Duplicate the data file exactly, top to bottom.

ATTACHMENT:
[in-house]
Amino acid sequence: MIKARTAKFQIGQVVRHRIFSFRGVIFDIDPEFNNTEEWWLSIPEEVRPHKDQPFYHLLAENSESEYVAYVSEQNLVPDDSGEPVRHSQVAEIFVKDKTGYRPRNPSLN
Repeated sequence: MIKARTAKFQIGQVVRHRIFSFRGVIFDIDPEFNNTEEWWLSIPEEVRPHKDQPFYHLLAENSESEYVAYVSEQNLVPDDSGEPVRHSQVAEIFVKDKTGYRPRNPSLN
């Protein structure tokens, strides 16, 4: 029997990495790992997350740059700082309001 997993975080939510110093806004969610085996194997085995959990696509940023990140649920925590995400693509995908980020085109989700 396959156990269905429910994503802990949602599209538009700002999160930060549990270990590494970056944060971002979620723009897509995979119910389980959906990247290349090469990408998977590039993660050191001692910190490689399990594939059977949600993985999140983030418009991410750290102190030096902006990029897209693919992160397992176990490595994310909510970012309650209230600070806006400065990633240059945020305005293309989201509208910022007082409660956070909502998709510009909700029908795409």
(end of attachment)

[in-house]
Amino acid sequence: MIKARTAKFQIGQVVRHRIFSFRGVIFDIDPEFNNTEEWWLSIPEEVRPHKDQPFYHLLAENSESEYVAYVSEQNLVPDDSGEPVRHSQVAEIFVKDKTGYRPRNPSLN
Repeated sequence: MIKARTAKFQIGQVVRHRIFSFRGVIFDIDPEFNNTEEWWLSIPEEVRPHKDQPFYHLLAENSESEYVAYVSEQNLVPDDSGEPVRHSQVAEIFVKDKTGYRPRNPSLN
């Protein structure tokens, strides 16, 4: 029997990495790992997350740059700082309001 997993975080939510110093806004969610085996194997085995959990696509940023990140649920925590995400693509995908980020085109989700 396959156990269905429910994503802990949602599209538009700002999160930060549990270990590494970056944060971002979620723009897509995979119910389980959906990247290349090469990408998977590039993660050191001692910190490689399990594939059977949600993985999140983030418009991410750290102190030096902006990029897209693919992160397992176990490595994310909510970012309650209230600070806006400065990633240059945020305005293309989201509208910022007082409660956070909502998709510009909700029908795409």